Monday, August 22, 2011

Thoughts on Boys, Reading, & Boy Books

Over the weekend the New York Times published an article on boys and reading. To me, the gist was that teenage boys aren't really reading, and that is in part because there aren't really books targeted at them.

Well, some people voiced their frustration with the article. They took it differently than I did. I felt the main idea from this counter-post was that boys should learn to see themselves in books with female characters.

And then I read this post on Novel Novice, and this is exactly why I like her blog. And I felt like her main point was: the goal is to get boys to read, and if marketing books specifically to boys gets them to read, that isn't a bad thing.

Since I read a bunch of boy books this summer, I feel like I'm obviously an expert in this area. (please note my sarcasm) I've got to agree with Novel Novice, that the goal is to get boys to read. And I don't think the current YA market is targeting reluctant male readers.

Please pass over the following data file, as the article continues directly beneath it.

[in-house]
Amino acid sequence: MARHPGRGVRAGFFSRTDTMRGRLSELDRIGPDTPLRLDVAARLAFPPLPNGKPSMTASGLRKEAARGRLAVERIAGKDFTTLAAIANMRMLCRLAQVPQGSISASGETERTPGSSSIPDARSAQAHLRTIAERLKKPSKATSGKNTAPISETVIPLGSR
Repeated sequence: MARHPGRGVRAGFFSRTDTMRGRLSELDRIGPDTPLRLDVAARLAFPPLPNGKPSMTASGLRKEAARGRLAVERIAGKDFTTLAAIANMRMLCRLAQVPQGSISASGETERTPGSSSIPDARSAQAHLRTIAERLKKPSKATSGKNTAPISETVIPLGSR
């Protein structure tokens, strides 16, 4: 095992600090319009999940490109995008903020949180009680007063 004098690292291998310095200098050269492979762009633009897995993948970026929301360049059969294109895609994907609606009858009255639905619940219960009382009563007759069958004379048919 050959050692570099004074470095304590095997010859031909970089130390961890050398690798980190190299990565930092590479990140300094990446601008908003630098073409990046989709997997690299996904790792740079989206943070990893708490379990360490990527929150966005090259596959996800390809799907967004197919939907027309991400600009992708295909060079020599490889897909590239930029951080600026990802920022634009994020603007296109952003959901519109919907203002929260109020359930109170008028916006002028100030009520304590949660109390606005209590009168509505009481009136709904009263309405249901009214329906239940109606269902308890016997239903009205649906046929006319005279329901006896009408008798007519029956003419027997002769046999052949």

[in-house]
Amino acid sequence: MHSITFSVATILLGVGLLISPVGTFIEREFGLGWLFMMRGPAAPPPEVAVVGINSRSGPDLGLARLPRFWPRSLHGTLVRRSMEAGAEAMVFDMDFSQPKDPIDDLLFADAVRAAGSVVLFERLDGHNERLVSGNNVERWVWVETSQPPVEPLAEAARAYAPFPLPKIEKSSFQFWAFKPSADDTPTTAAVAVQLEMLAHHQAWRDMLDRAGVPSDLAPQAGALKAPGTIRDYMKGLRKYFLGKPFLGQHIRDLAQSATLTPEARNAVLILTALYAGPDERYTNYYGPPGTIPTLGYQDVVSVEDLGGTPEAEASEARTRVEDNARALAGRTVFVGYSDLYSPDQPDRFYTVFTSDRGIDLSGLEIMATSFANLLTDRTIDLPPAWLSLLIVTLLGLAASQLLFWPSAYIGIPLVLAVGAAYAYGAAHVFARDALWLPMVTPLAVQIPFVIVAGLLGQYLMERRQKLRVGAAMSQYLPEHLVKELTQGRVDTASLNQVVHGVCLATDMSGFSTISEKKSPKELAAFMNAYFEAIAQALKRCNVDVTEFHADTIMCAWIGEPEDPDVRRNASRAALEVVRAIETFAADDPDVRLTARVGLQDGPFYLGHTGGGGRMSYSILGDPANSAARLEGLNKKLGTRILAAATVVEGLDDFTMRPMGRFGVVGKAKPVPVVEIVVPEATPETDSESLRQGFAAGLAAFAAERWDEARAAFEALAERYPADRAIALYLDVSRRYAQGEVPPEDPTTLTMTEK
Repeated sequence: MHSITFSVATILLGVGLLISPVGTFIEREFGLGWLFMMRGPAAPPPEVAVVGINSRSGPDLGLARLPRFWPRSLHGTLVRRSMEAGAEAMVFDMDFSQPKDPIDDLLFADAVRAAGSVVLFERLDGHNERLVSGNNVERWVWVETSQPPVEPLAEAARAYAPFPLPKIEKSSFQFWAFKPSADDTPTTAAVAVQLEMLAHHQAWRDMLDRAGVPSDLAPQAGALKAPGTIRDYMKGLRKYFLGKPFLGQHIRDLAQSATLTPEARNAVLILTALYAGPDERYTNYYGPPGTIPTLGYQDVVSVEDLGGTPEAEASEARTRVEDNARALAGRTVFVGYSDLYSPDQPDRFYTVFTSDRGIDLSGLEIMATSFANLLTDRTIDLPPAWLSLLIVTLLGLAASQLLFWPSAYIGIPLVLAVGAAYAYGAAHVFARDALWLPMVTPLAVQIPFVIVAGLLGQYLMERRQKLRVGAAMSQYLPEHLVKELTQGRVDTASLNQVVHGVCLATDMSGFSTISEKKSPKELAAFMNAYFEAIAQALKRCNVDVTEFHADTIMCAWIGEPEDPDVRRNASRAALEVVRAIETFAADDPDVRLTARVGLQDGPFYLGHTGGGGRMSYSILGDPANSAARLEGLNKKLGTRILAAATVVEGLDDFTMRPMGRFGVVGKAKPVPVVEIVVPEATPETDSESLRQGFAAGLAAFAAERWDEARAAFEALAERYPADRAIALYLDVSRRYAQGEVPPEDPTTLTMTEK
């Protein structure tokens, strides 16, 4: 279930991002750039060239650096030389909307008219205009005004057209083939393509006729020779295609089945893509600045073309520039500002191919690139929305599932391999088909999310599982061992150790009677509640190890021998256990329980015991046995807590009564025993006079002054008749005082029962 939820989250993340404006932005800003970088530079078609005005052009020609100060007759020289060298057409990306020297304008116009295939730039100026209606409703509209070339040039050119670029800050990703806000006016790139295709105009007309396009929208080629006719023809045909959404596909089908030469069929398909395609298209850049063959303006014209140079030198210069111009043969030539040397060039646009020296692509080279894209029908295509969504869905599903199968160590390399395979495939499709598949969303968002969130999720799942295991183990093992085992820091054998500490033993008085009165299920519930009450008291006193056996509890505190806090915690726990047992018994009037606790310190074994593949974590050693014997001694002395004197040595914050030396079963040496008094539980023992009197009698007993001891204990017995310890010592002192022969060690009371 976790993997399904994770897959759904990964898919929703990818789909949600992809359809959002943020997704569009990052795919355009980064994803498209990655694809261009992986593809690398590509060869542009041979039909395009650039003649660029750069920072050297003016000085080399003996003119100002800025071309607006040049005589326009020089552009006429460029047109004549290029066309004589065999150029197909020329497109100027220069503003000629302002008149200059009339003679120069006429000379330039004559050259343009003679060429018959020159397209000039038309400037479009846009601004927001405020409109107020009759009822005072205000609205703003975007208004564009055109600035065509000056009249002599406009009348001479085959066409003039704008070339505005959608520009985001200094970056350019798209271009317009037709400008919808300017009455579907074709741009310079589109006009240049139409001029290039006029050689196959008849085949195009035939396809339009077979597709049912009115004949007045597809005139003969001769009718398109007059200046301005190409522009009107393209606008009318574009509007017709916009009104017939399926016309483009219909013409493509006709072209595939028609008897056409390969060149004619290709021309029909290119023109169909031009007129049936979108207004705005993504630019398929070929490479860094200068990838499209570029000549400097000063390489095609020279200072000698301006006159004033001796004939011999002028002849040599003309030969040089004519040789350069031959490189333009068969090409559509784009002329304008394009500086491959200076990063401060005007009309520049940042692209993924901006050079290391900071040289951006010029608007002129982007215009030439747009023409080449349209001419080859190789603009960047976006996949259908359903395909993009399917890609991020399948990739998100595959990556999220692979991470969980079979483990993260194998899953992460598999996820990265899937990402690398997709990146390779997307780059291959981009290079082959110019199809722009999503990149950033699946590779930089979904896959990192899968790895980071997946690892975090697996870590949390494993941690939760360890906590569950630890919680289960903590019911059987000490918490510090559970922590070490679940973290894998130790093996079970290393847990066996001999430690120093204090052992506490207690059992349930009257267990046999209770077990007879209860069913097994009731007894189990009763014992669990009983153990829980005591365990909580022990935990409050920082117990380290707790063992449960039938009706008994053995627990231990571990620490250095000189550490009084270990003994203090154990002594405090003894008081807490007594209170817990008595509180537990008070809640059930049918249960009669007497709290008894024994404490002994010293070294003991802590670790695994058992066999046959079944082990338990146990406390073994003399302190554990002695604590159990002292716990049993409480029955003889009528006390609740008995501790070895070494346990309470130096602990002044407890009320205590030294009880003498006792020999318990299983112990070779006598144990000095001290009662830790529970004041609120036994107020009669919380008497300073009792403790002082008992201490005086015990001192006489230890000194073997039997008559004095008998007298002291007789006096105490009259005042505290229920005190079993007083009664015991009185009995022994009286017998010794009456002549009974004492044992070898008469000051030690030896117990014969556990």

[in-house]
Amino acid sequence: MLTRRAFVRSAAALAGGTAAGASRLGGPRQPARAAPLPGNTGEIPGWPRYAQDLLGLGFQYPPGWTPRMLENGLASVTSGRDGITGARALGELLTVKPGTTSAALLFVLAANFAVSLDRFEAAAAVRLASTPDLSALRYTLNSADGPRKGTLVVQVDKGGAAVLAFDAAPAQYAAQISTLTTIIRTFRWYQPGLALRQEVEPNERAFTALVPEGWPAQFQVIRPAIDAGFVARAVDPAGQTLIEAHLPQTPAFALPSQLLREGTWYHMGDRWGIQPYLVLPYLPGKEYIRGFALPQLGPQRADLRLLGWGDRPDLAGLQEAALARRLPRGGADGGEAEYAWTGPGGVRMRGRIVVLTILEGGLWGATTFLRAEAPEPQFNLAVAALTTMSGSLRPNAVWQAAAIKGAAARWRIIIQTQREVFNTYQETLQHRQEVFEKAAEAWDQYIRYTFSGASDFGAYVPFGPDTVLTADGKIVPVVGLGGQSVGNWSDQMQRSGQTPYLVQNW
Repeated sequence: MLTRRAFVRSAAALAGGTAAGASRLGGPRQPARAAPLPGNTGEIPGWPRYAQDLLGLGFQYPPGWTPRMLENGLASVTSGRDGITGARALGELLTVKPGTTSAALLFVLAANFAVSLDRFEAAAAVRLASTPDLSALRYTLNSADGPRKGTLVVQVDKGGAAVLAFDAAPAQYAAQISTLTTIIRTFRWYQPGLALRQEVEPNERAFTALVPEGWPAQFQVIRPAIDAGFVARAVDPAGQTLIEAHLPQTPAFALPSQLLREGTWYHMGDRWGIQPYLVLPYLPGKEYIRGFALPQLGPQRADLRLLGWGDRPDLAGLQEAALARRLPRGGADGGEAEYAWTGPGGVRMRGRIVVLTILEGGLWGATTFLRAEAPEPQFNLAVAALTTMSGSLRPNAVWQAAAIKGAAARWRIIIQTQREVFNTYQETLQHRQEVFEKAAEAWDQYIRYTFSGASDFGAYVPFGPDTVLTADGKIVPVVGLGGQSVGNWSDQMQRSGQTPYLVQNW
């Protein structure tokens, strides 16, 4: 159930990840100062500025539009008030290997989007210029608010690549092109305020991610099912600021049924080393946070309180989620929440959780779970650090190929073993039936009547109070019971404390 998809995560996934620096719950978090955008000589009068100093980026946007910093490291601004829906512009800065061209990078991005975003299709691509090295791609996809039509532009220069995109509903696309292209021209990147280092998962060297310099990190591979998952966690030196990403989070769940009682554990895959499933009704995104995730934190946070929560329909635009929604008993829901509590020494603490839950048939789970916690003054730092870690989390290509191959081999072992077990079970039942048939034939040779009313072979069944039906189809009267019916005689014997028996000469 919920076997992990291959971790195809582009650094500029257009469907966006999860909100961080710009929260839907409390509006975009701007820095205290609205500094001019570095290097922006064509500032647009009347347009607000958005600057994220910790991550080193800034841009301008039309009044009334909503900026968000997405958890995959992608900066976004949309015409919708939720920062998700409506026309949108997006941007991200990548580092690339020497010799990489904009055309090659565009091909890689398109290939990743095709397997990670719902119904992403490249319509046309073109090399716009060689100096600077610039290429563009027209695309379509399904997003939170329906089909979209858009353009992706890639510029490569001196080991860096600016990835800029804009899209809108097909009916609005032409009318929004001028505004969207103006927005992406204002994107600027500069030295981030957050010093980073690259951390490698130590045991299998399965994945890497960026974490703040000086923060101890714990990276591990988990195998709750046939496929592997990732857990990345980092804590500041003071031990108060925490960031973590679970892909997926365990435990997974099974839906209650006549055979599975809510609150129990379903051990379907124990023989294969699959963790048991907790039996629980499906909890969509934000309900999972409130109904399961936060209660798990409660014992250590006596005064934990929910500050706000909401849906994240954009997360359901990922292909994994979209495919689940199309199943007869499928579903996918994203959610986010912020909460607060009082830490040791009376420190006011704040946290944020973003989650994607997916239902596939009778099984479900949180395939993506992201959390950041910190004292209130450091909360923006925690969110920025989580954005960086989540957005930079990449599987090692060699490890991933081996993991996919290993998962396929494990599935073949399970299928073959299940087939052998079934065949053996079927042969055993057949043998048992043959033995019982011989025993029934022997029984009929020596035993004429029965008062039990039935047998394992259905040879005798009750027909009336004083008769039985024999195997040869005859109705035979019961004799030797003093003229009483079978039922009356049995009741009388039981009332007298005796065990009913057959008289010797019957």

Like, not at all.

So my two cents:
1. Books written by men, and targeted at boys, are very different from books written by women. And I'm devoting a ginormous post to the differences I noted, just by reading a few boy books.

2. I think one of the best ways to get a reluctant reader into reading is to give them a book where they can see themselves in the story. Whether that's by identifying with the character, or being interested in the conflict, or enjoying the subject matter, something has to speak to you.

I wasn't a reader until that happened for me. And it's so great to read a book that feels like your favorite pjs and shoes that have molded to your feet. I'd never found that in a book until I felt like I was reading about me. And then I read a whole bunch of other books and found myself in a dozen different characters. And then I could branch out and see bits and pieces of myself in characters or situations that were nothing like me.